An ode to the life-changing magic of the simple act of walking.
'I've discovered that going for a daily walk has become as essential to me feeling good for the rest of the day as that first cup of tea. But I would argue that all I am doing is responding to a natural need we all have. Humans have always been migrants, the physiological urge to be nomadic is deep-rooted in all of us and perhaps because of that our brains are stimulated by walking. I solve all sorts of problems, formulate ideas, work things out to that gentle rhythm of self-propelled movement.' - Kate Humble
THINKING ON MY FEET tells the story of Kate's walking year - shining a light on the benefits of this simple activity. Kate's inspiring narrative not only records her walks (and runs) throughout a single year, but also charts her feelings and impressions throughout - capturing the perspectives that only a journey on foot allows - and shares the outcomes: a problem solved, a mood lifted, an idea or opportunity borne. As she explores the reasons why we walk - whether for creative energy, challenge and pleasure, or therapeutic benefits, Kate's reflections and insights will encourage, motivate and spur readers into action.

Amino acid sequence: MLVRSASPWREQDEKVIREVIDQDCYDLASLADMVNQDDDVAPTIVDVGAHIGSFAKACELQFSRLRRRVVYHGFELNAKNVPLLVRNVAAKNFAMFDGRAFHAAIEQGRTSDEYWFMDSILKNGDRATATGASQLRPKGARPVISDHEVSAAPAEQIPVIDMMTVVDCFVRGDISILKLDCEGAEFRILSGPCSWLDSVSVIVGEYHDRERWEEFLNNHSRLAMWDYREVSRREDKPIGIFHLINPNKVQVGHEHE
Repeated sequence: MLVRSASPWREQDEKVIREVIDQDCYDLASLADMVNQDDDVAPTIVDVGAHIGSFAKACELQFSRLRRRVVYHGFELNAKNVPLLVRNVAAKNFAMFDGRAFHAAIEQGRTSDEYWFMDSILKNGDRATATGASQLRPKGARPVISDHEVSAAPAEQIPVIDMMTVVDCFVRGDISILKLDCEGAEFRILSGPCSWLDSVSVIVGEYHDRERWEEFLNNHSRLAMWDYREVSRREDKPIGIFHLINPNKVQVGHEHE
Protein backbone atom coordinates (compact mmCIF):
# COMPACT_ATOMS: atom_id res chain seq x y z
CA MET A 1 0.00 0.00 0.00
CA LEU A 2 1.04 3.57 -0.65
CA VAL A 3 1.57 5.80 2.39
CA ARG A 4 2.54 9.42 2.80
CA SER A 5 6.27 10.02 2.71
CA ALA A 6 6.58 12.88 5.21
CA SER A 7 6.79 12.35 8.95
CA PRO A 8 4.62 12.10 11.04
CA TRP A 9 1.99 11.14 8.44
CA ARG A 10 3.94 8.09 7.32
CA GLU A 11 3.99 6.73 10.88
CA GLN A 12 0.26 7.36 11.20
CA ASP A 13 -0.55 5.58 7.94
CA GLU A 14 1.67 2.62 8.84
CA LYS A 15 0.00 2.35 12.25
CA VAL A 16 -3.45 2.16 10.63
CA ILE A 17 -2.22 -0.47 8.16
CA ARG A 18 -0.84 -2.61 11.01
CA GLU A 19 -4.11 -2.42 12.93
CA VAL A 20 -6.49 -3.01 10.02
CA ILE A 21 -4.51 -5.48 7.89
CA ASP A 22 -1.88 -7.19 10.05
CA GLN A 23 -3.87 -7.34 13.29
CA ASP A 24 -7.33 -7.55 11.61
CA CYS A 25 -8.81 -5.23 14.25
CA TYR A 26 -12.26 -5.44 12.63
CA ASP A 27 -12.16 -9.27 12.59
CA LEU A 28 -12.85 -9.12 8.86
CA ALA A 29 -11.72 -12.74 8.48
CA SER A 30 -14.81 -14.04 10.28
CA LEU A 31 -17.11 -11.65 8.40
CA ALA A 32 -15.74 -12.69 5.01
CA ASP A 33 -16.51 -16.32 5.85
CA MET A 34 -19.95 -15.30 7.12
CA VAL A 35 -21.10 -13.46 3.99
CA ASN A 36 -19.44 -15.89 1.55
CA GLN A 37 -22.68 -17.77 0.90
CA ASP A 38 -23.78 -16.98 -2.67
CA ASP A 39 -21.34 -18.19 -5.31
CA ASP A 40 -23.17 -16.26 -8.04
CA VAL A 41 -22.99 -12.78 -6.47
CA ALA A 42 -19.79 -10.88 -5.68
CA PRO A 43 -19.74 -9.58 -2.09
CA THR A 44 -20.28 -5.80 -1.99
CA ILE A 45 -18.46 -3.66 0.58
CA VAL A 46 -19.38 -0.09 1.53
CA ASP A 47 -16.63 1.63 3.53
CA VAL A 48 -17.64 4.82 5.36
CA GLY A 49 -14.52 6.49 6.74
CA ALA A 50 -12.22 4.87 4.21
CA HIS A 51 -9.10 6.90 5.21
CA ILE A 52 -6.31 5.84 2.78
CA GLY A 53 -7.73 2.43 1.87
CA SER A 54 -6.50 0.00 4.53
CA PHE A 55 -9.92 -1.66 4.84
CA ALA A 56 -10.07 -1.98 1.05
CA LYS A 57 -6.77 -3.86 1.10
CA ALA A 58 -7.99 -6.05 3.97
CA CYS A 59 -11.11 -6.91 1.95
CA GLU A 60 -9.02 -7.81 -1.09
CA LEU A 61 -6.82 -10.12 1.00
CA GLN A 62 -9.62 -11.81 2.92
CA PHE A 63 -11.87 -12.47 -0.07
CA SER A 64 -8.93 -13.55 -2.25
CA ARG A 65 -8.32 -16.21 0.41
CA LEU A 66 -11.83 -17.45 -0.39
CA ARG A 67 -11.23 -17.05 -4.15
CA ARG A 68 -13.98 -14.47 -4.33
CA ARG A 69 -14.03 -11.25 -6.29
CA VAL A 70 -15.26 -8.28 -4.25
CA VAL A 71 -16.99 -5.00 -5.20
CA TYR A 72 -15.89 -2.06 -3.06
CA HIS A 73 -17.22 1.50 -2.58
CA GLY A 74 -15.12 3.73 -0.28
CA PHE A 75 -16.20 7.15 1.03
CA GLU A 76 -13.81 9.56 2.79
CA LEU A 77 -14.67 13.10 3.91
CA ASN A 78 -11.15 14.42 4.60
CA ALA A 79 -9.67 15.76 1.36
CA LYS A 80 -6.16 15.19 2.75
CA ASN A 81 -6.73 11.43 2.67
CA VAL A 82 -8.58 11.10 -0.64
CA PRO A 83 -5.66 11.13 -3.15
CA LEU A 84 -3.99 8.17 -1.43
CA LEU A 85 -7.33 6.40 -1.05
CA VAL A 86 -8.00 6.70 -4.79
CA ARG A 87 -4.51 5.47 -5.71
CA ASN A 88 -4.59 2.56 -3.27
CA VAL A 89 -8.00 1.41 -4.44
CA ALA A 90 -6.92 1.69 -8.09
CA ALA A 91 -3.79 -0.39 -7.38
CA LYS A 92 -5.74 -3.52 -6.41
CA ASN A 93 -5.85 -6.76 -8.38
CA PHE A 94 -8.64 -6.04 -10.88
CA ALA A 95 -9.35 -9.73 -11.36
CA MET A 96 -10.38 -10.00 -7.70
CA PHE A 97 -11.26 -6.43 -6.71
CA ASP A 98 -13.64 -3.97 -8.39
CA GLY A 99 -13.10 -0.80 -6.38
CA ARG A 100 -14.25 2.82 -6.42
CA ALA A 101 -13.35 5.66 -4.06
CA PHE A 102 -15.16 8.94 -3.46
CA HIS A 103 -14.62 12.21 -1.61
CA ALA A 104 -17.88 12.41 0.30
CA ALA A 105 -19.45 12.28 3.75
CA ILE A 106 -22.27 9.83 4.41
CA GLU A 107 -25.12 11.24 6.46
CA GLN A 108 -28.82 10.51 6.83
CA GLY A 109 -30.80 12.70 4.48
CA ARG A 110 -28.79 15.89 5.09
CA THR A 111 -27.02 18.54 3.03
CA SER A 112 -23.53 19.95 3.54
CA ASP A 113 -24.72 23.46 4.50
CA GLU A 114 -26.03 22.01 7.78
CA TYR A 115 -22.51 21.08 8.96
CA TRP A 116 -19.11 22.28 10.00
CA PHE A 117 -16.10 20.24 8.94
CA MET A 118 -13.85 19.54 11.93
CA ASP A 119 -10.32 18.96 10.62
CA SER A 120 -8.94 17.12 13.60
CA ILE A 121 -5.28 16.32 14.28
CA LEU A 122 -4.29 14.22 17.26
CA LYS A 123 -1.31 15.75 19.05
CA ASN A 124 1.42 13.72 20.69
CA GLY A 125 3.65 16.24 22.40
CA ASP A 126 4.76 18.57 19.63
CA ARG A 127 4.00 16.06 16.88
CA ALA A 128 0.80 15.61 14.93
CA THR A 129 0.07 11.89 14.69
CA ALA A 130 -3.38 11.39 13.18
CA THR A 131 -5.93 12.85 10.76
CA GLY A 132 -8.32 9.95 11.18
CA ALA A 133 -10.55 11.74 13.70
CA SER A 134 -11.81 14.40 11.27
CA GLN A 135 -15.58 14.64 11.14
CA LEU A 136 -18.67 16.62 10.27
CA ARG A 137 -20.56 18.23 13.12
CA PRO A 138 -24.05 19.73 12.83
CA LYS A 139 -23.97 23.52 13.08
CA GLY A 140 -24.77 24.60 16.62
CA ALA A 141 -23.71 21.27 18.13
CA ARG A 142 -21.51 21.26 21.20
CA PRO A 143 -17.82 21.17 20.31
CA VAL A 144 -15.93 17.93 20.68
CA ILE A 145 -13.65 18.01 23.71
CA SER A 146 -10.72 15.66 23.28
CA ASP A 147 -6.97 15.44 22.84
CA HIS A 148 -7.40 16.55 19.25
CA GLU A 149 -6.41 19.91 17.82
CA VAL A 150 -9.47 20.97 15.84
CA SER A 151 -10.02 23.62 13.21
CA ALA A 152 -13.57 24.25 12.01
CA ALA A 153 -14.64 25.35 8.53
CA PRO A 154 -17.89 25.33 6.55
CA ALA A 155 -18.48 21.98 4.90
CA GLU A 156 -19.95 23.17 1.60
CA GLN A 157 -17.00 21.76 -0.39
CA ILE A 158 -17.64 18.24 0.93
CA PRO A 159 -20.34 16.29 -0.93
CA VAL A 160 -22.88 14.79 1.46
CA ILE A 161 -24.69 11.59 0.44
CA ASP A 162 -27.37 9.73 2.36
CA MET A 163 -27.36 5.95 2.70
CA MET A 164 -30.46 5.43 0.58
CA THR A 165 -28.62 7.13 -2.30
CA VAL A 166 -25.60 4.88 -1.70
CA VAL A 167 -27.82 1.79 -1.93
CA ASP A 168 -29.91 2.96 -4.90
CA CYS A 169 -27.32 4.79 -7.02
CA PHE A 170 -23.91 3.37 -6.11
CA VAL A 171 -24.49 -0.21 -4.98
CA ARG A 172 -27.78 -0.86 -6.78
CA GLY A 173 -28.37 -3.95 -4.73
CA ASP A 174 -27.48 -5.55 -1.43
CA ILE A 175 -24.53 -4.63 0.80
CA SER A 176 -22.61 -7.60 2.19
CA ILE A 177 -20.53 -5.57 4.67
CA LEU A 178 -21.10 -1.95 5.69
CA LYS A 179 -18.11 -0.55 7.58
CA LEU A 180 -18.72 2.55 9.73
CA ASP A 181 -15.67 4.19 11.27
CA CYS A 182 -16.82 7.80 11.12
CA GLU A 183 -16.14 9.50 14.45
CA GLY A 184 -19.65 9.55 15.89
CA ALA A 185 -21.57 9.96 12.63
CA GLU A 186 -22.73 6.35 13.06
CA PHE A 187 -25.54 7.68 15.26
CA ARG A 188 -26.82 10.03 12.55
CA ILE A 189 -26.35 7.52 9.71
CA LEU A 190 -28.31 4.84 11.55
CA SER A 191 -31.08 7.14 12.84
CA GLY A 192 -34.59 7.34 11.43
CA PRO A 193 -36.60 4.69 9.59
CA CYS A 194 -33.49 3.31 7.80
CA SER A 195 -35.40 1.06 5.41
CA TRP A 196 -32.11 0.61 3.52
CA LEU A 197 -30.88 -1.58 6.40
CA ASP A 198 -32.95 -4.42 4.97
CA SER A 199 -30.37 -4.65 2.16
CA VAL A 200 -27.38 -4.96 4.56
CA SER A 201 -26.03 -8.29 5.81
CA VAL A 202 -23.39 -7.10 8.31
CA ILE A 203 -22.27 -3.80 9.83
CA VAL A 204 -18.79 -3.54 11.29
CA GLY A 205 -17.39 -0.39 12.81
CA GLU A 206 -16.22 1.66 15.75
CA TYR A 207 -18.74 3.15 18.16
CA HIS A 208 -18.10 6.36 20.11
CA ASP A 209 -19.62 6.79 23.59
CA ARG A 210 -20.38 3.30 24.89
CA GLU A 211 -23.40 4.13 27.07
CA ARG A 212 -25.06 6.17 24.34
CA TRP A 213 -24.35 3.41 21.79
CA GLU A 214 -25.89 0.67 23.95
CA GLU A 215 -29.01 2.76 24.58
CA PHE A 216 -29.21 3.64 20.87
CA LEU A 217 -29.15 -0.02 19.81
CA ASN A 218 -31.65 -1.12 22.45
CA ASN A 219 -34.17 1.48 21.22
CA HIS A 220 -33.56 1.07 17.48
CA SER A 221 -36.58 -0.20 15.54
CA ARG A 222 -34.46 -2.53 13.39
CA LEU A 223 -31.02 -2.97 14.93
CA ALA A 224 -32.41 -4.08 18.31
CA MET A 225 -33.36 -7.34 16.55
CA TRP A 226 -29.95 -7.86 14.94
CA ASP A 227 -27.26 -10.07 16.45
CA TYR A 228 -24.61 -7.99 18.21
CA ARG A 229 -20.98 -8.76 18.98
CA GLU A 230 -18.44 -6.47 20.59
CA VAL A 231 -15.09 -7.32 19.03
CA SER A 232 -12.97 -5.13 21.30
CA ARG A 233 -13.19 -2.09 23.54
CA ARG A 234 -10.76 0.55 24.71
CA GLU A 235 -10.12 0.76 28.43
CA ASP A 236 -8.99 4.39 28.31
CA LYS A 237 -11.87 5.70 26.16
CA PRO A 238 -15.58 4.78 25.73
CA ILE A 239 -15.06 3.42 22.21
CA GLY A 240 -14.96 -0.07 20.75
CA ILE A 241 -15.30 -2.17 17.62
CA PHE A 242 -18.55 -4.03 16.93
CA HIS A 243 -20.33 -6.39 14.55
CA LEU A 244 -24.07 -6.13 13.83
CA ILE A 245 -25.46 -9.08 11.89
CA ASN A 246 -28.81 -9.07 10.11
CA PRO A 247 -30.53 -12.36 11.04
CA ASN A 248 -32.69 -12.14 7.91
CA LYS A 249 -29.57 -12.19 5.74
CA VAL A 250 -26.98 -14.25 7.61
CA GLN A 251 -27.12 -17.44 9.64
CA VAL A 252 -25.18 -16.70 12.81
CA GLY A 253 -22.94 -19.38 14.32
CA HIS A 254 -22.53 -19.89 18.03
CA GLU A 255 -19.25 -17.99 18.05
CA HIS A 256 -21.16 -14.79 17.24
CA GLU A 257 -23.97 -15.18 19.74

Also featured are Kate's walks with others who have discovered the magical, soothing effect of putting one foot in front of the other - the artist who walks to find inspiration for his next painting; the man who takes people battling with addiction to climb mountains; the woman who walked every footpath in Wales (3,700 miles) when she discovered she had cancer.
This book will inspire you to change your perspective by applying walking to your daily endeavours.
Kate Humble is a writer, smallholder, conservationist and one of the UK's best-known TV presenters. She started her television career as a researcher, later presenting programmes such as Animal Park, Springwatch and Autumnwatch, Lambing Live, Living with Nomads, Back to the Land and A Country Life for Half the Price. Her last book, Thinking on My Feet, was shortlisted for both the Wainwright Prize and the Edward Stanford Travel Memoir of the Year.